We are beginning to see hope out of Barack Obama’s audacity in assembling his administration, barely eight weeks before his inauguration as the 44th president of the United States.
To many, the American dream includes a home with a garden. To others like myself, it includes a car or two — usually of U.S. make.
Taiwan let a golden opportunity to showcase its vibrant democracy to an envoy from mainland China, where democracy has yet to take root, slip last week. Instead, it was the flip side of Taiwan’s democracy — unruly, uncivilized, even violent — that was exposed to Chen Yunlin, the first high-ranking Chinese official to visit Taiwan in nearly six decades.
As the clock is ticking toward November 4, the entire world is asking the question: Will the American voters elect the first black candidate to the White House? Will Barack Obama, the front-running Democratic presidential nominee, defeat his Republican rival John McCain?
Taiwan’s much-vaunted democracy took a drubbing on Tuesday when the world’s major media, including CNN and the New York Times, broke the news that a visiting “Chinese envoy” was attacked in Taiwan by a group of violent protesters led by a pro-Taiwan independence politician of the opposition Democratic Progressive Party (DPP).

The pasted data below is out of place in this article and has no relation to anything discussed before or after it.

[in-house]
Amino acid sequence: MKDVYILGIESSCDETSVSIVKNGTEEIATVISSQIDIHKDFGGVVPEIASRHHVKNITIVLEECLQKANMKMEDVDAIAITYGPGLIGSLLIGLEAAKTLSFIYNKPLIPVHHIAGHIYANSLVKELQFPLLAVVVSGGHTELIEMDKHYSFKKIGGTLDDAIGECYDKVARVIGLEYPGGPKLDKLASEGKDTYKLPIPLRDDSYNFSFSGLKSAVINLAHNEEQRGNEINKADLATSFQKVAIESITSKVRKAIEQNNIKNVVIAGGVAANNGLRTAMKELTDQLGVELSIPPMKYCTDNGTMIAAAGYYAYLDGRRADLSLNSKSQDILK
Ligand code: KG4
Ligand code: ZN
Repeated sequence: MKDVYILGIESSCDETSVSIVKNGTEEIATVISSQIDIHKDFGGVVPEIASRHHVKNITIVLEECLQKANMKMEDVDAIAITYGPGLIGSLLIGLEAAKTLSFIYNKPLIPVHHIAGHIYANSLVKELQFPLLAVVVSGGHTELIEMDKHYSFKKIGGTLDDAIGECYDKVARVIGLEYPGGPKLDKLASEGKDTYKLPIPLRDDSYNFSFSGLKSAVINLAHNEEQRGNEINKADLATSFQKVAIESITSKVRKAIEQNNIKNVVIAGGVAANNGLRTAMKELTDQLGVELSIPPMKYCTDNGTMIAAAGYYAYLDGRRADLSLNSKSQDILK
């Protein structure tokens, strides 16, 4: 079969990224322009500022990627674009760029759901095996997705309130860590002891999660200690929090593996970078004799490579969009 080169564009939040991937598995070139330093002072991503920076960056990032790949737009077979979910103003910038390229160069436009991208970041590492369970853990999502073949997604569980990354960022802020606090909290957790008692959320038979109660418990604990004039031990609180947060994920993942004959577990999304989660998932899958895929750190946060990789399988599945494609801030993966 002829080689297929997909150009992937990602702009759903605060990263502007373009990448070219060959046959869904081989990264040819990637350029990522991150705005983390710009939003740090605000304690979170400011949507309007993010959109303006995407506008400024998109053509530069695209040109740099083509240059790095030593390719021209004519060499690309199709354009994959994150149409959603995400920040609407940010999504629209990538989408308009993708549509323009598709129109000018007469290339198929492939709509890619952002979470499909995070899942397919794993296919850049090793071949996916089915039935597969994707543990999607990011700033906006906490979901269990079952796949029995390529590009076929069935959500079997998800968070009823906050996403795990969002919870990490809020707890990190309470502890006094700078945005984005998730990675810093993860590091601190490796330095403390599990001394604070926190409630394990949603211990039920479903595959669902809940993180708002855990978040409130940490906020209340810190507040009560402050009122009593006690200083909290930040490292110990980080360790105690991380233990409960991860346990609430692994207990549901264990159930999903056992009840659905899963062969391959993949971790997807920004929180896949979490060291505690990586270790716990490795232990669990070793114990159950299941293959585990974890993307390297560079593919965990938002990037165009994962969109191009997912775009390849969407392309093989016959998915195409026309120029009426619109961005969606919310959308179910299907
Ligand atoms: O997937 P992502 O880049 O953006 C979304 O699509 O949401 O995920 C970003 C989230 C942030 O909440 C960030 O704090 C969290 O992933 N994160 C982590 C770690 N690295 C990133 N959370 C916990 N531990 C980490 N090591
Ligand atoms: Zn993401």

U.S. presidential candidate Barack Obama’s resounding campaign slogan, “Yes, we can,” seems more fitting for China.
It was hard not to feel shaken by the sight, lights and sound on the evening of Aug. 8, 2008 at Beijing’s Bird’s Nest stadium, except for those who were extremely insensitive or who watched the powerful spectacle with a jaundiced eye.
No feast is to last forever, as the Chinese saying goes. So ended the world’s largest sports extravaganza in Beijing Sunday after 17 days of revelry.
The Chinese love eight, no less than the Westerners like seven. Eight has been proved again and again to be a lucky number.
Behind the glitter and glitz of the opening ceremony of the Beijing Olympics last Friday lies a sobering reality unnoticed by a rapturous audience dazzled by the spectacle.